The Age of Reason, the Enlightenment and the Industrial Revolution were enabled by rationalist enquiry, the scientific method in modern nation-states (in the social & political sense) and technological innovation married to financial capital. Economic growth lifted billions out of poverty and enriched billionaires, propelled by globalised sourcing, production and consumption (occasionally interrupted by regional and world wars). However, it has also come at a terrible cost: global climate change and a highly destabilised world order.
First scientifically then economically, the ancient worldview of religions and monarchies was replaced a more clockwork model of the universe and a mechanistic view of political economy. Everything became quantified, measured, modelled and predicted. Science and technology, profit and loss, citizen and government essentially became a numbers game. Without mathematics, modern science and the technological marvels that come from it are simply not possible. Without mechanisation of commerce and agriculture, today’s economy could not exist. Politics is often called a matter of “having the numbers” in the sense of elections and parliaments. 21st century finance is impossible without digital technology.
Yet the mathematics – often at the more abstruse end of the scale – reveals two shattering truths that depart from the widely-assumed predictable cause-and-effect mindset. First, there is Godel’s Theorem, which states that inside any consistent set of rules there are undecidable questions. Second, there is complexity theory (sometimes known as chaos theory) which finds that small causes can have very large and essentially unpredictable effects that depend critically on initial conditions. The former renders our quantitative and mathematically-driven worldview incomplete; the latter, far less predictable than we’d like to believe.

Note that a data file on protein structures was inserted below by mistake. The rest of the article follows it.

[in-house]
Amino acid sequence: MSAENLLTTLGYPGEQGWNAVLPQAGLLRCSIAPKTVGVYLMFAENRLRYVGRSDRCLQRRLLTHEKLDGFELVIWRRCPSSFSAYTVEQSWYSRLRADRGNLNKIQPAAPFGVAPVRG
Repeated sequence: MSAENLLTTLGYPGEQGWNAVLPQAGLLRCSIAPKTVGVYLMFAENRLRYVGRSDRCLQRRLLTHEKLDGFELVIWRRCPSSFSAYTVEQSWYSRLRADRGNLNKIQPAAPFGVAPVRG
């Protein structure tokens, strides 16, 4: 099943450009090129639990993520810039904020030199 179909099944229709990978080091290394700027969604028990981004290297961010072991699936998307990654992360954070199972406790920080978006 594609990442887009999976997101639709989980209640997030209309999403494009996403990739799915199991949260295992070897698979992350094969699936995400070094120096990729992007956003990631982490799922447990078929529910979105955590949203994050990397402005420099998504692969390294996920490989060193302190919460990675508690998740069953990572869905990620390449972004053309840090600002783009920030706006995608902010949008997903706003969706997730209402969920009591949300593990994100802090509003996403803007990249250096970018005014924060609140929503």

Godel gets attention in philosophical and academic mathematical circles. Chaos theory gets a lot more attention in other circles. Both are important but complexity theory has been more widely applied. It turns out that all sorts of things are chaotic – from the behaviour of the atmosphere to the rise and fall of empires. The more complex something becomes – like the modern world – the better it is described by the theory. Anthropogenic climate change and, I submit, the destabilising world order are both things of extreme complexity (in the mathematical sense of the word as well as the colloquial). Seemingly very small inputs in the right initial conditions can have very large and unanticipated outcomes that are difficult if not impossible to predict.
Complex systems can exhibit very long-lived behaviours which appear stable. On the timescale of a human lifetime, they appear mechanistically deterministic in nature and entirely predictable in character. Weather is like that, although its balance and equilibrium can be “punctuated” by tipping point events. Social, economic and political phenomena can be like this too. The business cycle is probably the best known of these. To the extent that it can be forecast, human behaviour in large groups is like this too. Advertisers make use of this. But every so often, these stable things destabilise in response to relatively small events in a “butterfly effect” way. Some say that the assassination of Archduke Franz Ferdinand by a Bosnian nationalist at Sarajevo in 1914 was one such event. Many say some volcanic eruptions have caused worldwide climate conditions in the past. After a very long time of stability something small over there seems to cause something much larger to change all over the place in an unforeseeable way.